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Tuesday 20th March 2018

Massive Influx of Syrians Fleeing Last Isis Holdout Strains Al-Hole IDP Camp


7Dnews London

Fri, 01 Mar 2019 17:52 GMT

The UN Office for the Coordination of Humanitarian Affairs (OCHA) in Syria said on February 28th that the humanitarian situation in Al-Hole camp continues to rapidly evolve with as many as 3,500 people arriving from the last Isis-held areas of the east Syria village of Baghouz, in Deir ez-Zor province within a day.

A key manager of the ongoing evacuation is the US-backed Syrian Democratic Forces (SDF). They are helping empty the area of civilians before launching a final offensive against ISIS terror remnants. Earlier this week, the UK-based Syrian Observatory for Human Rights said a total of about 1,400 people had left Baghouz, including dozens of suspected Isis fighters.

Most Syrians evacuating Baghouz are heading to Al-Hole camp in the eastern al-Hasakah province, north-eastern Syria. During the Syrian Civil War, Al-Hole region was initially seized by Isis terrorists but was later recaptured by SDF units in 2015.

According to the OCHA, Al-Hole’s total camp population stands at around 54,500 – 90% of them being women and children. Evacuation from Baghouz village is ongoing, with a further 3,000-4,000 civilians expected to be brought to Al-Hole camp over the coming days.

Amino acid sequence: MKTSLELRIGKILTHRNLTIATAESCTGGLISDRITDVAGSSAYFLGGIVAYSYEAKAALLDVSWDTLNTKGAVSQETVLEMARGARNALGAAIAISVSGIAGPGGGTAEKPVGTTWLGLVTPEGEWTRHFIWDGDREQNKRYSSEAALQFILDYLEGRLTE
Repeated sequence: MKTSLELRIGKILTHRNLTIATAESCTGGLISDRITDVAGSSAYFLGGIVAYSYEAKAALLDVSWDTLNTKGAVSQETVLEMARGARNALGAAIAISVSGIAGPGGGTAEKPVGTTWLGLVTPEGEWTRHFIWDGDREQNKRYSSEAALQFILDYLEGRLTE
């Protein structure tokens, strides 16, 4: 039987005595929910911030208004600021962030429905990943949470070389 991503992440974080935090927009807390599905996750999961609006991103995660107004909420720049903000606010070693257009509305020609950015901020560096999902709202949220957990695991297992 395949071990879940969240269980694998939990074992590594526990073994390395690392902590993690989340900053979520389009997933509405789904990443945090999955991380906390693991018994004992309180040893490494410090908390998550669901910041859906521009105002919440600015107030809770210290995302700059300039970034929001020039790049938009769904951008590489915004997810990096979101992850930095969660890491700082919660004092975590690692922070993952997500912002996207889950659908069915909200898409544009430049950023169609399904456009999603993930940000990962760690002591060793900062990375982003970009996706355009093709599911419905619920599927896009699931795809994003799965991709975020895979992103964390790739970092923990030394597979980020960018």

The sudden and large-scale influx has compounded already difficult conditions on the ground. Currently, around 10,000 people are being accommodated in large-sized tents as well as in communal service buildings and reception areas. Despite the considerable relief effort, shelter, health, and protection needs remain the most pressing, with the physical and psychological well-being of especially vulnerable groups of particular concern.

Those arriving at Al Hole, in particular young children and pregnant women, are in dire condition, having had limited access to health and other essential services in the Hajin area and following their long and tiring journey. As of February 27th, there are reports of at least 84 deaths, two-thirds of them children under five years of age, either en route or shortly after arrival at the camp, mainly due to hypothermia.

Towards the end of the report OHCA stressed the need for additional financial resources, saying it is urgently required in order to meet the needs of all new arrivals in Al-Hole and ensure a sustained response inside the camp to the needs of its entire population.

Middle East